The main point here is that carbohydrates are not just okay but important. For women who have appetite control problems, sugar addictions, and a lot of weight to lose, absolutely I believe a low-carbohydrate diet can do them wonders. For women who struggle with menstruation, fertility, stress, exercise performance, or any other hormonal oddities, carbohydrates help assure the woman’s body that she is healthy and fed. This is crucial for reproductive health.
In all cases, diet is a matter of personal physiology and experimentation. If a woman’s body works better on carbs, she should eat them, and delight in those joys rather than worry needlessly. At the very least, they are not harmful, and at their best, they are life saving.
This concept is central to my program Weight Loss Unlocked. If you are interested, it will help you figure out which path to weight loss is best for your unique body and metabolism.
Carbohydrates to eat:
-Starchy tubers such as sweet potatoes, batata, jerusalem artichoke, cassava, tarot, and bamboo. Regular potatoes are fine, too, but they contain fewer vitamins than their sweet counterparts. Of the sweet potatoes, Japanese sweet potatoes are the most delicious, in my opinion, followed by white sweet potatoes and then yams and regular orange sweet potatoes.
These starches are composed primarily of glucose.
–Fruits. All fruits! Berries and cherries tend to have more glucose than fructose, other fruits tend to have more fructose than glucose. This is not a huge point of difference but I have noticed that some women tend to do better on glucose-heavy or fructose-heavy carbs. I personally have an easier time with weight maintenance with fruits than with starches. I talk about this idea more in depth in that Weight Loss program for women I use with my clients.
-Rice Both white and brown rice are fine, but are fairly nutrient-poor.
Brown rice contains anti-nutrients in it’s shell, so white rice is more innocuous in terms of nutrient absorption. Wild rice is another option that I like. Pink rice is something that my friend Noelle from Coconuts and Kettlebells really loves and is a unique way to incorporate rice into the diet! (By the way, if you haven’t listened to The Paleo Women Podcast featuring myself and Noelle, you need to! We are the BEST and we will explain to you ALL THE THINGS. Find us here!)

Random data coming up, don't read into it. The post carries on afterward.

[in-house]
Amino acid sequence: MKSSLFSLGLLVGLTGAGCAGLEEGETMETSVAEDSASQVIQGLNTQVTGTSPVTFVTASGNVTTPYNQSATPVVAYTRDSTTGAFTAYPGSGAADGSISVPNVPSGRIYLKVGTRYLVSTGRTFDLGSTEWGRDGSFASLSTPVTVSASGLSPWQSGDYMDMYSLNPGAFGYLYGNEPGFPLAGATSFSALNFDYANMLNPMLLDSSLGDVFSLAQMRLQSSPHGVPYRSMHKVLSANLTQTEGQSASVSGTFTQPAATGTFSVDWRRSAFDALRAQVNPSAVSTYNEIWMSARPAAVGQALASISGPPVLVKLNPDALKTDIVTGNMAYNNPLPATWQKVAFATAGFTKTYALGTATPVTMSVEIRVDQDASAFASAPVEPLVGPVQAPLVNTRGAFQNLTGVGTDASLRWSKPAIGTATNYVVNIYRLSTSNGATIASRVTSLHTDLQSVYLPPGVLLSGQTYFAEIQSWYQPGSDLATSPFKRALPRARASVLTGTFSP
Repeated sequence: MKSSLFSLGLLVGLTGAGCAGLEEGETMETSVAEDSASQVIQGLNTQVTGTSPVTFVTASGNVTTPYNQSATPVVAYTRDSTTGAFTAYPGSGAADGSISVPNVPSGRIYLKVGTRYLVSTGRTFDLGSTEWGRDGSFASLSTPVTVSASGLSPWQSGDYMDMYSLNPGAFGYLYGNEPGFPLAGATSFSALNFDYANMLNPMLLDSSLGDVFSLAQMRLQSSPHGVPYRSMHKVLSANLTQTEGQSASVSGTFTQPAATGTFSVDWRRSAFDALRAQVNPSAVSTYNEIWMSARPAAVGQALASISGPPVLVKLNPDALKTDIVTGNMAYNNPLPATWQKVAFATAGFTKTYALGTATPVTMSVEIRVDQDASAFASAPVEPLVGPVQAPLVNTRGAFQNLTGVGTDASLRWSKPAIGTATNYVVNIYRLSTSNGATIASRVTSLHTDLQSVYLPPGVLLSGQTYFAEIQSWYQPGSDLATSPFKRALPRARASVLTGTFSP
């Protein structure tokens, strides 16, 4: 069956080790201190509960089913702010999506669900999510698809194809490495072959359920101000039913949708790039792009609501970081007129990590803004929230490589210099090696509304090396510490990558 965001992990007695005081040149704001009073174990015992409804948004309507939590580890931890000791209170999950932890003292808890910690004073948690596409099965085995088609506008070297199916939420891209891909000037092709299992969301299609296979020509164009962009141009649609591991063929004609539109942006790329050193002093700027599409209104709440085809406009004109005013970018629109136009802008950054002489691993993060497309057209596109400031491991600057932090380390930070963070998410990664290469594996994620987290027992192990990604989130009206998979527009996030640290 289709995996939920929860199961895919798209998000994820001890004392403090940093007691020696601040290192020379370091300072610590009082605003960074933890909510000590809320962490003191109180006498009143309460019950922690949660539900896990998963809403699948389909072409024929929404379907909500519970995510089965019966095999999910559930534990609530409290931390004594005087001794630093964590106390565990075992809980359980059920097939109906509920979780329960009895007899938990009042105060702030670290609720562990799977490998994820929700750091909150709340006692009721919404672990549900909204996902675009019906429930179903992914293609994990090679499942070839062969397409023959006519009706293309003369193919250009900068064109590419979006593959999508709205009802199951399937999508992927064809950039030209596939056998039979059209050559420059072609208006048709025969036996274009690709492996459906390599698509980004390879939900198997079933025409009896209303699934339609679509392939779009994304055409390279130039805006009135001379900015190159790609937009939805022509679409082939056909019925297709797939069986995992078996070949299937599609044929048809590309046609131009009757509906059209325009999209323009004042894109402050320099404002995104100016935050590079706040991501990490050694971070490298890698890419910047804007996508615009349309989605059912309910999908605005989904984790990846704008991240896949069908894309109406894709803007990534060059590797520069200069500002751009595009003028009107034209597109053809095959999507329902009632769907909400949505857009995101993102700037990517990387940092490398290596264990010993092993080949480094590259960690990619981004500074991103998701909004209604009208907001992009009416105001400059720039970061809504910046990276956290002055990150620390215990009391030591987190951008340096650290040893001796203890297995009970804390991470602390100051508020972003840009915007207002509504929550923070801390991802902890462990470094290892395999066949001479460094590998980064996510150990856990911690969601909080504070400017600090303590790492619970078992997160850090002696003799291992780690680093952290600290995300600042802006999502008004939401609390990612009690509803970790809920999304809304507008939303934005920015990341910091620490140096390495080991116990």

-Vegetables of course are great, but they do not count for carbohydrate consumption. I know that most of the carbs in vegetables are glucose, but much of it them are also tied up in fiber, which is broken down and turned into short-chain fatty acids by gut bacteria. For this reason, vegetables alone cannot make up a woman’s carbohydrate consumption. Instead, starchy tubers and fruits work the best.
How much carbohydrate to eat for women:
For a woman recovering from stress, metabolic distress, and hypothalamic amenorrhea, I recommend eating between 100-200 g/day. That goes for athletes as well. And for pregnant women. At least 100 g/day.
I typically recommend that women start with 100 grams of dense carbohydrate like starches and fruits and experiment from there. You can definitely eat more than that – I know that I do. But you could also eat a bit less, especially if you prefer a lower carbohydrate appraoch to health.
Remember, you do not necessarily need to eat high carbohydrate. You can, but you don’t have to. It is only that a diet with at least some carbohydrates can really help with fertility, hormone balance, thyroid, and weight loss problems.
Carbohydrates elsewhere in the paleo blogosphere:
Chris Kresser and Chris Masterjohn: Cholesterol, mostly, also: Telltale signs you need more carbs
Jimmy Moore: Is there any such thing as a safe starch?
Jamie Scott: A Week of It
Paul Jaminet: Higher Carb Dieting Pros and Cons (includes a discussion of the “longevity trade-off”)
Cheeseslave: Why I ditched low carb
Beth Mazur: Why I don’t eat low carb
Julianne Taylor: Okay, People, Carb’s Don’t Kill
Melissa McEwen: What the bleep do we know about carbs
While you’re at it, go read Melissa’s post on Why Women Need Fat.
Don’t forget this is my favorite paleo cookbook full of good carbs.
And especially don’t forget to check out Weight Loss Unlocked if weight loss is one of your main goals right now, The Paleo Women Podcast, which is just so much fun, and my best-selling book Sexy By Nature, all great resources for all things women’s health, happiness, and fertility!